10. Derek Jeter 

I would vote for Derek Jeter.  I think he's a Hall of Famer.  I also don't think he is as good as Ozzie Smith or Cal Ripken.  Does ARod count as a shortstop, because he was not as good as him either.  Also Robin Yount.  Yep, Derek Jeter is a Hall of Famer.  Probably a good thing he was on the Yankees, otherwise he would be sitting around for the next two decades like Alan Trammell. 





















9.  Sammy Sosa 

I do not really care about steroids.  There were a lot of players who took them, and it did not guarantee players success.  You still had to be talented enough to actually hit the ball.  See Adam Piatt.  Sammy hit 600 home runs, which included three seasons with more than 60 home runs.  He should probably get a "Thank You" card from Major League Baseball for the whole 1998 home run race.  Baseball was very good to Sammy, let's do a little better.  Put him in the Hall. 
















8. Andruw Jones 

Let me tell you about modern centerfielders from the 1990s and 2000s.  Kenny Lofton should be in the Hall of Fame, but he was off the ballot in a year.  Jim Edmonds should be in the Hall of Fame, but he was off the ballot in a year.  Andruw Jones has done better.  I know there are many people who do not like Andruw Jones.  There are two halves of his career.  The Braves half was Hall of Fame worthy.  The Dodgers, Rangers, White Sox, and Yankees half was not.  In conclusion, Jim Edmonds and Kenny Lofton should be in the Hall of Fame. 























7. Manny Ramirez 

I am a big fan of Manny.  He has 555 home runs, 2,500 hits, 1,800 RBIs, a .585 slugging percentage, and a .996 career OPS.  Manny also helped the Red Sox win two World Series championships.  Have I ever mentioned that his rookie cards were photographed at Duke?  I know the answer is yes.  Pretty cool local connection. 















6.  Scott Rolen 

Rolen does not have the counting numbers that are essential for many Hall of Fame voters, but I still think he is worthy of a place in Cooperstown.  Even without great counting numbers, there are many metrics that place him amongst the top dozen or so third baseman.  Rolen's peak years with the Phillies and Cardinals were very good, in line with many of the already enshrined at his position.  I do not really care if ended up getting traded out of every city he played, put him in. 

















5. Todd Helton 

I had Helton outside my 10 players last year on my Hall of Fame post last year.  Yes, there are some problematic numbers with Helton, especially his home and road splits.  However, I am not going to penalize him for playing half of his career in Coors.  Many players have been on the Rockies, but few are Hall of Fame worthy.  He only had 369 home runs, which might seem low with a long career at Coors, but he also had almost 600 doubles.  Throw in a batting title, along with a great career slashline, and I am fine with Helton being in the Hall.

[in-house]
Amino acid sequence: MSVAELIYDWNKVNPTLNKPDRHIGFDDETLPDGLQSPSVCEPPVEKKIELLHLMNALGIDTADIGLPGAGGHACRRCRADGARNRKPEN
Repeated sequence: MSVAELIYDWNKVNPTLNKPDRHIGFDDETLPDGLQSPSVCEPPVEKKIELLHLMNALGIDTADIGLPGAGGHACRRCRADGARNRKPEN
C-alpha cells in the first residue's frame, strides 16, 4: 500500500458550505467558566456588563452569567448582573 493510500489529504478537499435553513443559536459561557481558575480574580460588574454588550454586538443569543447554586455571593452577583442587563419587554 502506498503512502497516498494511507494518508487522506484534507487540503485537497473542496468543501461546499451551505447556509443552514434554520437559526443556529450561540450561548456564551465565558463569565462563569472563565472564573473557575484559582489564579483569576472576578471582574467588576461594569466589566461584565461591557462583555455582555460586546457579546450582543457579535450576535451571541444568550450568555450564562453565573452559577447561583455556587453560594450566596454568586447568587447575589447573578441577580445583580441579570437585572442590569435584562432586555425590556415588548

4. Curt Schilling 

I have a lot of problems with Curt Schilling the person.  There are plenty of other players in the Hall that have said and done plenty of questionable things.  Curt Schilling the baseball player is Hall of Fame worthy.  Great Postseason player. 






















3. Larry Walker 

I have posted a lot about Larry Walker in the past.  I feel like it's all been covered.  I also feel like he is going to make it into the Hall this year.  Just a feeling. 























2.  Roger Clemens 

Clemens has 350 wins and more than 4,500 strikeouts.  He's the greatest right-handed pitcher that I have seen in person.  Yes, he was on steroids.  No, I do not care. 























1.  Barry Bonds 

Barry Bonds is a Hall of Famer.  That's the blurb. 


Thursday, December 26, 2019

I'm Just Happy To Be Here

Six years ago Merrill Kelly was a fringe prospect pitching for the Durham Bulls.  He played in college, so he was little older by the time he reached Triple A.  Merrill Kelly played for the Bulls during the 2013 and 2014 seasons, and was good enough to make the International League All-Star team his final year in Durham.  I liked watching Merrill Kelly for the two years he was in Durham, even if he never got a chance to play with the Rays.